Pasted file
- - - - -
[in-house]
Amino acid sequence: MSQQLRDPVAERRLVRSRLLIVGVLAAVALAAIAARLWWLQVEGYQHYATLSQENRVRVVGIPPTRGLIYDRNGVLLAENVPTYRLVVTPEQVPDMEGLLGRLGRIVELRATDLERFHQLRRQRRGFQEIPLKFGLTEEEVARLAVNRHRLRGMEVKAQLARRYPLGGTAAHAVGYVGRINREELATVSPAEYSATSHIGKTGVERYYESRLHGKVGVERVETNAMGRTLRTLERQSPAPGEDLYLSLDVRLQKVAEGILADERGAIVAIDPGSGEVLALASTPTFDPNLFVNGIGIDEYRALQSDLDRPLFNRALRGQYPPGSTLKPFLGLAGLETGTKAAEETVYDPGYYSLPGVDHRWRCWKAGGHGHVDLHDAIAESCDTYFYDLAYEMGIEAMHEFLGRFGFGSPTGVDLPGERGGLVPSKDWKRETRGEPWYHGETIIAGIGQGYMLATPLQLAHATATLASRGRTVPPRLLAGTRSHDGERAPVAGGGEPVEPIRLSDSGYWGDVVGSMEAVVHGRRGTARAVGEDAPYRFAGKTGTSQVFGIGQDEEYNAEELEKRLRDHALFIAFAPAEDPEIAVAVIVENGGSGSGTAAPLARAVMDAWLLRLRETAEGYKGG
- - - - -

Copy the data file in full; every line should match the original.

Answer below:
[in-house]
Amino acid sequence: MSQQLRDPVAERRLVRSRLLIVGVLAAVALAAIAARLWWLQVEGYQHYATLSQENRVRVVGIPPTRGLIYDRNGVLLAENVPTYRLVVTPEQVPDMEGLLGRLGRIVELRATDLERFHQLRRQRRGFQEIPLKFGLTEEEVARLAVNRHRLRGMEVKAQLARRYPLGGTAAHAVGYVGRINREELATVSPAEYSATSHIGKTGVERYYESRLHGKVGVERVETNAMGRTLRTLERQSPAPGEDLYLSLDVRLQKVAEGILADERGAIVAIDPGSGEVLALASTPTFDPNLFVNGIGIDEYRALQSDLDRPLFNRALRGQYPPGSTLKPFLGLAGLETGTKAAEETVYDPGYYSLPGVDHRWRCWKAGGHGHVDLHDAIAESCDTYFYDLAYEMGIEAMHEFLGRFGFGSPTGVDLPGERGGLVPSKDWKRETRGEPWYHGETIIAGIGQGYMLATPLQLAHATATLASRGRTVPPRLLAGTRSHDGERAPVAGGGEPVEPIRLSDSGYWGDVVGSMEAVVHGRRGTARAVGEDAPYRFAGKTGTSQVFGIGQDEEYNAEELEKRLRDHALFIAFAPAEDPEIAVAVIVENGGSGSGTAAPLARAVMDAWLLRLRETAEGYKGG